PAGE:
3. Beware of any vacancy provisions.

The vacancy provision of your commercial property policy can affect the payment of your claim. Vacant property is subject to a number of insurance risks. Commercial insurers want to avoid insuring vacant properties for any length of time when they can. One of the ways they reduce their increased loss exposure on vacant properties is through the vacancy clause in the policy. Vandalism, water damage and other losses can occur more frequently at a vacant property than an occupied property. Therefore, all commercial property policies typically contain a vacancy clause. Commercial property policies have significant vacancy limitations. The typical commercial property policy could have language like, “Such building is vacant when it does not contain enough business personal property to conduct customary operations.” The insurer may also consider a building vacant if a certain percentage of the building is unoccupied. If a landlord rents less than 31% of the total square footage to a lessee or uses less than that to conduct “customary operations,” a property may be considered vacant on certain policies. To know how your commercial property policy defines vacancy, read any vacancy clauses in your policy. If the adjuster deems the premises vacant for the period stated in the policy, you may lose coverage for certain losses, such as vandalism or water damage. Understanding the square footage limitations of vacancy or misunderstanding vacancy provisions can result in a reduced claim payment.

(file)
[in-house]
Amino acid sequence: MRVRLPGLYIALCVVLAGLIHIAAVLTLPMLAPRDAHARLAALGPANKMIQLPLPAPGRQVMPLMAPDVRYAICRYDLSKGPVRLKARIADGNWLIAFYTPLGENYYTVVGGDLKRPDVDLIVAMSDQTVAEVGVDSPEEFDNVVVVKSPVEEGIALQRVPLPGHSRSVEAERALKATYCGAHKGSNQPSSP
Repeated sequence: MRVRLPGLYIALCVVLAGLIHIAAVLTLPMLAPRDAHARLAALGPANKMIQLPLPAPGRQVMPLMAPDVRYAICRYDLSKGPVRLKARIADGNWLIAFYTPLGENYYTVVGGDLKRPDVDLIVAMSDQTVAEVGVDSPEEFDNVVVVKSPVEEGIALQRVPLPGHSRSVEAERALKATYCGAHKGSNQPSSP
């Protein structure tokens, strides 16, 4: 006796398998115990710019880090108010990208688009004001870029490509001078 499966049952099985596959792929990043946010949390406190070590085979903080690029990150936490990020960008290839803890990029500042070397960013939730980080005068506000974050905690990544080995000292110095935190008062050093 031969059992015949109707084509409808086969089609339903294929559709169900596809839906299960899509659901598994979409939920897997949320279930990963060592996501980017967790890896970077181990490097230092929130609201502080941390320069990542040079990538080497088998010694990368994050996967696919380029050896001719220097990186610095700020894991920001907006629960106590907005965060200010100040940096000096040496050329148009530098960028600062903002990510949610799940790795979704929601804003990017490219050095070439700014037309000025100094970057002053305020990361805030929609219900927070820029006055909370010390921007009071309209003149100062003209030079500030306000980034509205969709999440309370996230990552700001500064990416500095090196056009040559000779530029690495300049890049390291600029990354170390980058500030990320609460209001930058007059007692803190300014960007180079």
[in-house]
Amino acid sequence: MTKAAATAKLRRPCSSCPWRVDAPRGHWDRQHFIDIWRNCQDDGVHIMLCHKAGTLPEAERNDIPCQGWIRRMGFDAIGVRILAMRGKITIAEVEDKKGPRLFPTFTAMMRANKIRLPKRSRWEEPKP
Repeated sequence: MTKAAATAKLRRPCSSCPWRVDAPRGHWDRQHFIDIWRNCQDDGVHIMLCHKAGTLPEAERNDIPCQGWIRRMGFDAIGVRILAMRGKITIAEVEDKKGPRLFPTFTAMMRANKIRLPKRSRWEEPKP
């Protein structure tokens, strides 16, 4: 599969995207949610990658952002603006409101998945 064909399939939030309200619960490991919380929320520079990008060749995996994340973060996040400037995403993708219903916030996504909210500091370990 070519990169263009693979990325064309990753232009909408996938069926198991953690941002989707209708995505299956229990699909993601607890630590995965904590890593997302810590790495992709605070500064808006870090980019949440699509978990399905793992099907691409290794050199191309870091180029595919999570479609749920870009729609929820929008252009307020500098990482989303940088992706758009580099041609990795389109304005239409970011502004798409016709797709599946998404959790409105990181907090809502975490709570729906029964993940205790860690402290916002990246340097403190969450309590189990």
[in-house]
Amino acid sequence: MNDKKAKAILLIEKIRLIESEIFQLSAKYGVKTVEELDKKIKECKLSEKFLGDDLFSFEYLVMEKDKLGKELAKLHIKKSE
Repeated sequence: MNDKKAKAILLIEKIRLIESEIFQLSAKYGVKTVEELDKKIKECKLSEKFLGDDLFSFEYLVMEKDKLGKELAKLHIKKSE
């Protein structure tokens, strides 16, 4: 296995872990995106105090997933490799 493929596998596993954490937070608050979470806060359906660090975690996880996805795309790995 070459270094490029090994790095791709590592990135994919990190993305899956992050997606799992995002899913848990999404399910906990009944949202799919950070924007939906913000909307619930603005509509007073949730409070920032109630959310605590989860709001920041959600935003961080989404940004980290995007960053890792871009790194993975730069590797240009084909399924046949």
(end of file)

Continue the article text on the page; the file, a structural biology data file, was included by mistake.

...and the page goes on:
4. Be sure to use a correct and updated property value for your insurance limit.

Relying on market value or programmatic estimates of your property value may result in significantly over or under-insuring your property. Over time, small-to-medium sized commercial property owners and managers remodel, add fixtures and complete building improvements. If you do not closely review your insurance values each year and solely rely on an inflation factor your insurance company provides, you may undervalue your property significantly. As your real estate portfolio grows, it is wise to hire an appraisal firm that understands insurance values. A common situation that occurs after a claim is that a property owner has underinsured a building or failed to insure to the coinsurance requirements on the commercial policy. A new property appraisal after improvements have been made on your property can help avoid such errors by correctly valuing your property.